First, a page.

The Executioner’s Song

Within the last month, a number of disturbing events have been brought to my attention. Two are quite recent.

From May 7, 2013:

The 911 call is accusatory. The woman flatly tells the dispatcher she just witnessed several police officers in East Bakersfield, California, beat a man to death.

On May 24, 2013:

Two Sacramento police officers are on routine paid leave after cell phone video surfaced showing an officer striking a suspect with a baton moments before the suspect died.

These are the most violent and blatant executions in recent California history. Not since Manteca have the police been as brazen about the assassination of unarmed citizens.

But, of course…

Manteca was not the fault of police officers. The officer who fired 13 bullets in 4.2 seconds was temporarily made blind by testosterone and had to shoot because he imagined he could see…a knife.

Moody and police claim that the officer saw a knife in Duenez’s right hand, which is not visible on the video. Moody said he feared the man might throw it or charge at him, however, the Duenez family’s attorney contends that Duenez was unarmed.

…Moody was cleared from wrongdoing. The District Attorney’s office decided that Moody was justified in shooting the man.

So the song began.

It continued in Sacramento, where “we don’t know why [a man struck in the head 10 times by a police woman swinging a baton with both hands] died.”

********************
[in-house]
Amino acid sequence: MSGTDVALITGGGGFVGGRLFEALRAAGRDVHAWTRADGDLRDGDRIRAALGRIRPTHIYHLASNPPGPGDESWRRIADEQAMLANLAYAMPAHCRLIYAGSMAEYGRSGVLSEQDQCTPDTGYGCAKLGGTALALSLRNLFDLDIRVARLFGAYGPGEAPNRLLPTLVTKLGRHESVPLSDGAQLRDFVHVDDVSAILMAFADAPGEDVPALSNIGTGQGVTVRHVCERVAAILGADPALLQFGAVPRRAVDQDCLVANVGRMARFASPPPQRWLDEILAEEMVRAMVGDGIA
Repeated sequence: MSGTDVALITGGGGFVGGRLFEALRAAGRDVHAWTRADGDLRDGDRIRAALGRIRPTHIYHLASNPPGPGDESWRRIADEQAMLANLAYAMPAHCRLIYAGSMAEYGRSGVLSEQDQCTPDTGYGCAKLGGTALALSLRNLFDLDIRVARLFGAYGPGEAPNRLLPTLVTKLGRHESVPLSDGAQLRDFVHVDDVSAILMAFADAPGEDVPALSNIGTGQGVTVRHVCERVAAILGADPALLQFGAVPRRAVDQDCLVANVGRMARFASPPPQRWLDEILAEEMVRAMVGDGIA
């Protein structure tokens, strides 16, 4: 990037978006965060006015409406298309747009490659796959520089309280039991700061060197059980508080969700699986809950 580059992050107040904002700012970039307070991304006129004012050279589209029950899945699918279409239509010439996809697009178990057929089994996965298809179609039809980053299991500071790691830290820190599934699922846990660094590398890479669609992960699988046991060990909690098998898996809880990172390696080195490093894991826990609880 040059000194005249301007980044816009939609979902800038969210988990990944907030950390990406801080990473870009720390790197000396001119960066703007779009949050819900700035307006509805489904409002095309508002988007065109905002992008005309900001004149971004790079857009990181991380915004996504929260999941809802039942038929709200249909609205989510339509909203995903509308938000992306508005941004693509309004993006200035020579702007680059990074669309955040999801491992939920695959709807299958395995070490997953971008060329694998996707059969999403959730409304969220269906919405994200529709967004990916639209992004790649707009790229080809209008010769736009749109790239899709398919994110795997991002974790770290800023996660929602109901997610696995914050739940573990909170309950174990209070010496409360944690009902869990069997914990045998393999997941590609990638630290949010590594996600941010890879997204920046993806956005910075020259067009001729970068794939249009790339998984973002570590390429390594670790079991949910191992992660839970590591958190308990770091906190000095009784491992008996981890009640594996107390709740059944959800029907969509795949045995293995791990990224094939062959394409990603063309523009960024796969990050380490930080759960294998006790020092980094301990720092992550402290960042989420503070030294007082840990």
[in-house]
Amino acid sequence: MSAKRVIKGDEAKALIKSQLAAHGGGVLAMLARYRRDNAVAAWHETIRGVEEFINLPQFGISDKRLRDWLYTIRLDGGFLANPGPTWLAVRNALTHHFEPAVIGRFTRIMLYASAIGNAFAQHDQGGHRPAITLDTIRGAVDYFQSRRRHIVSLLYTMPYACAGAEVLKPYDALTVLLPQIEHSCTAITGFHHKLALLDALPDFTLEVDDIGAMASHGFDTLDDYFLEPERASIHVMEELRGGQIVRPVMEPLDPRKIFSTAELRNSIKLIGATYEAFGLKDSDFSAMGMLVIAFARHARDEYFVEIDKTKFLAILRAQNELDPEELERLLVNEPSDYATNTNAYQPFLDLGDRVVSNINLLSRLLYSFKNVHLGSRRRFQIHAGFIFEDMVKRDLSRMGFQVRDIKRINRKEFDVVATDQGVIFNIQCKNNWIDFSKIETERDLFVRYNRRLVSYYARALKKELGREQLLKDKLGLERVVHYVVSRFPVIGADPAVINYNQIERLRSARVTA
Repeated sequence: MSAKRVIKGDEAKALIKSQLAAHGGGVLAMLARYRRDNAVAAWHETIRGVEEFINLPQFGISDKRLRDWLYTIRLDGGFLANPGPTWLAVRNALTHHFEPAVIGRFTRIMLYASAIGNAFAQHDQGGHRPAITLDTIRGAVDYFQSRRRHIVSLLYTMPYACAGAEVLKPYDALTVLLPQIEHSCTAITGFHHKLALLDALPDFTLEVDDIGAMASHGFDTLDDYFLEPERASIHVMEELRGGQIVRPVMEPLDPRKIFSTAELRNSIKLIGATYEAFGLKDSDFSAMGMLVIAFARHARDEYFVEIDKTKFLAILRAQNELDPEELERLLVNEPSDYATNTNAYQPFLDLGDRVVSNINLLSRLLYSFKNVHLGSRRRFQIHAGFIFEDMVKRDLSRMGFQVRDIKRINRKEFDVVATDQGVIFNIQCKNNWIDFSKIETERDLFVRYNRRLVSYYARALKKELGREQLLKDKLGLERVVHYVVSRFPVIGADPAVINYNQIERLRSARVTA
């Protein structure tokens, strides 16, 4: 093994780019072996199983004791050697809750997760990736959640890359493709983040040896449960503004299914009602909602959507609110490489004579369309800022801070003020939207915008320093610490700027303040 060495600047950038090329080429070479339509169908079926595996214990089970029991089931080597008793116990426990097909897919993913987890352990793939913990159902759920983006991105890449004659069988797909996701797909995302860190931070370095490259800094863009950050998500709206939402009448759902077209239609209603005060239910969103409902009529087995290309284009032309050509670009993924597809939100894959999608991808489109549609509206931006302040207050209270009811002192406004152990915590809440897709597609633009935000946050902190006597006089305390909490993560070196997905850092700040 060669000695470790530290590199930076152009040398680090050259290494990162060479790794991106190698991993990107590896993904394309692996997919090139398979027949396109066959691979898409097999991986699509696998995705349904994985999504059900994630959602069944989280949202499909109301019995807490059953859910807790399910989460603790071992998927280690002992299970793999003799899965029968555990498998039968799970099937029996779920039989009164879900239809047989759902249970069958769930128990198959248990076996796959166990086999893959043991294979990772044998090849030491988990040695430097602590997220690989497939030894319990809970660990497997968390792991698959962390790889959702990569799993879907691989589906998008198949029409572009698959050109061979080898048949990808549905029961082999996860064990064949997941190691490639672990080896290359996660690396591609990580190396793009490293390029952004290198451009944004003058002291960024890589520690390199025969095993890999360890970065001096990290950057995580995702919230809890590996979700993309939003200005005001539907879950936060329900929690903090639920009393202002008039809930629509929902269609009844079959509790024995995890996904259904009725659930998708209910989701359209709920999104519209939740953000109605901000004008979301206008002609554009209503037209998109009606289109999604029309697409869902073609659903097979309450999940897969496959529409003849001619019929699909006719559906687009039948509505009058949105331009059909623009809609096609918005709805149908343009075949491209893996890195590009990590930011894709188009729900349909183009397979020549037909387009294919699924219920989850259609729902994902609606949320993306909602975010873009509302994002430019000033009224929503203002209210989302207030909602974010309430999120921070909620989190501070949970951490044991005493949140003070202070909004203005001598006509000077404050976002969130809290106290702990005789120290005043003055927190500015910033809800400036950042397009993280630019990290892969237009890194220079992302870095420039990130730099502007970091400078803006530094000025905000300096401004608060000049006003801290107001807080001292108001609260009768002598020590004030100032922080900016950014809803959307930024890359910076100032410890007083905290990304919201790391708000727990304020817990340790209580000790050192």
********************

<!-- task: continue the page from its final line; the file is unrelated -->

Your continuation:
It might have been drugs.

Regardless, the police say the officer who struck the man 10 times in the head with her baton was justified, as officers feared for their lives, since he was only pinned down, unable to move, and may have been holding a cell phone.

Speaking of cell phones, in Bakersfield, David Sal Silva did not die from multiple police dog bites, or strikes from three deputies beating him with batons, having his wrists and ankles tied together behind his back while he was beaten by the officers’ batons, or any aspect of the struggle itself.

Their version of the story, of course, is buttressed by the fact that they chased down all the witnesses who filmed them murdering a fellow citizen, confiscated their cell phones, and somehow discovered that the video on those cell phones didn’t actually exist after all.

And so we are deprived of any improvisational pieces recorded by the public.

Instead, as in every other case, the police played for the public their exquisitely honed and rehearsed musical piece.

The Executioner's Song

 

Fourteen Americans have been killed by police as of May 31, 2013, in the most routine cause of citizen death: misbegotten drug raids that target the wrong home, wrong people. I don’t have the number for the total number of Americans killed by the police for other purposes, like entertaining themselves.


About Rick

Rick Horowitz is a criminal defense attorney with an extreme dislike of the criminal "justice" system which routinely ignores the Constitution, the Law, and the lives it ruins.

In addition to this blog, Rick also writes at Fresno Criminal Defense.

Comments

  1. Let us not forget the sad case of soldier/good cop Chris Dorner opformerly of the LAPD, who in February 2013 went on a week-long rampage, killing three people. At first blush, I thought, okay, good cop gone bad. But when I read the detailed “manifesto” he left behind, accusing many levels and generations of police higher-ups of engaging in illegal behavior, I am not sure what to think of him. :(